Pulse-space pits beatings that result from dense, closely spaced voicings against the pulsing created by bow changes in the ensemble. Individual instruments in the quartet emerge briefly from the prevailing repeated pattern, either to play an intense sustained line on top of the other three, to weave a fragmented line within them, or to superimpose a new rhythmic layer. The relentless work culminates in a section of impassioned sustained notes played by the whole quartet, each instrument voice leading to a new pitch in a dramatic chorale texture.

Lash joins the JACK on harp for Filigree in Textile, a three movement work inspired by tapestry arts from the Middle Ages. The first movement, “Gold,” opens with a mournful cello solo, and features intricate imitative counterpoint. Through this disciplined treatment of the motivic material, Lash draws a parallel between the rigors of the craft of tapestry making and early compositional technique.“Gold” closes with a pizzicato passage, leading gracefully into “Silver” which remains pizzicato throughout, neutralizing the bowed strings and placing them in the same world of articulation as the harp. This middle movement is in rhythmic unison throughout, a “formal and somber dance” as Lash describes it, with a bell-like middle section wherein harmonics move from a secondary embellishing role to a primary function as the main timbre. The final movement, “Silk,” is a moto perpetuo tour de force for the harp, who glues the ensemble together with a percolating line of running lines and pointed accents. The quartet snakes along behind Lash, taking her suggestions of goal notes shortly after she articulates them, as she traces the threads of this musical tapestry.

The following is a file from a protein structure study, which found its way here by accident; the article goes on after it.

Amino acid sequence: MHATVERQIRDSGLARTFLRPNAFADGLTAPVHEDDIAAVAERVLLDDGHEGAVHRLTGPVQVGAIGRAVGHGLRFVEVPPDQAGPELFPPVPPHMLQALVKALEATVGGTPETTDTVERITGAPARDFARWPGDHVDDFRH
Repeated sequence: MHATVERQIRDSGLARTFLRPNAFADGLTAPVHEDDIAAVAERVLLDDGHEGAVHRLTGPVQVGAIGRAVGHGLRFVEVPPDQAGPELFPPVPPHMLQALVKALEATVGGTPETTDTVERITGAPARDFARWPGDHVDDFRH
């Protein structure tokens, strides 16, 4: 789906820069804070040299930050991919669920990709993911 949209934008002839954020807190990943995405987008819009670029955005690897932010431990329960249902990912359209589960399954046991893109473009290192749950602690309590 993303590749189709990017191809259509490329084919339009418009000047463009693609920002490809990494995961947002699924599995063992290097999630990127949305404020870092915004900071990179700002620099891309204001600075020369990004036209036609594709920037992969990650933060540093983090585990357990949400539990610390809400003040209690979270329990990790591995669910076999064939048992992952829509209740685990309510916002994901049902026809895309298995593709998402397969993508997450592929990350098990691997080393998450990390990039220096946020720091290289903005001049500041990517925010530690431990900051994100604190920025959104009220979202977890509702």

Hannah Lash’s compositional voice is an important one in our contemporary scene. Her aesthetic integrates elements from the canonic repertoire with a keen sense of the expressive power of experimental techniques within a largely conventional sound world. The JACK Quartet’s performance of these pieces takes full advantage of their versatility, presenting them with intelligence and sensitivity to Lash’s cultivated language.

-D. Lippel

credits

releases July 12, 2019

Tracks 1-8: JACK Quartet: Christopher Otto, violin; Ari Streisfeld, violin; John Pickford Richards, viola; Kevin McFarland, cello

Track 9-11: JACK Quartet: Austin Wulliman, violin; Christopher Otto, violin; John Pickford Richards, viola; Jay Campbell, cello; Hannah Lash, harp

Engineer: Ryan Streber

Assistant engineer: Michael Quick

Recorded at Oktaven Audio, Mt. Vernon, NY, July 22-23, 2016, and September 22, 2017

Session producer: Ryan Streber

Edit producer: Ryan Streber

Editing: Charles Mueller and Ryan Streber

Mastering: Ryan Streber

Program notes: Hannah Lash

Design: Marc Wolf (marcjwolf.com)

Cover & interior photos: Annie Spratt (Unsplash)

Funded in part by The Aaron Copland Fund for Music, Inc.

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New Focus Recordings New York, New York

New Focus Recordings is an artist led collective label featuring releases in contemporary music of many stripes, as well as new approaches to older repertoire. The label was founded by guitarist Daniel Lippel (who is the current director) and composer Peter Gilbert in 2003, and features releases from many of new music's most active performers and composers. ... more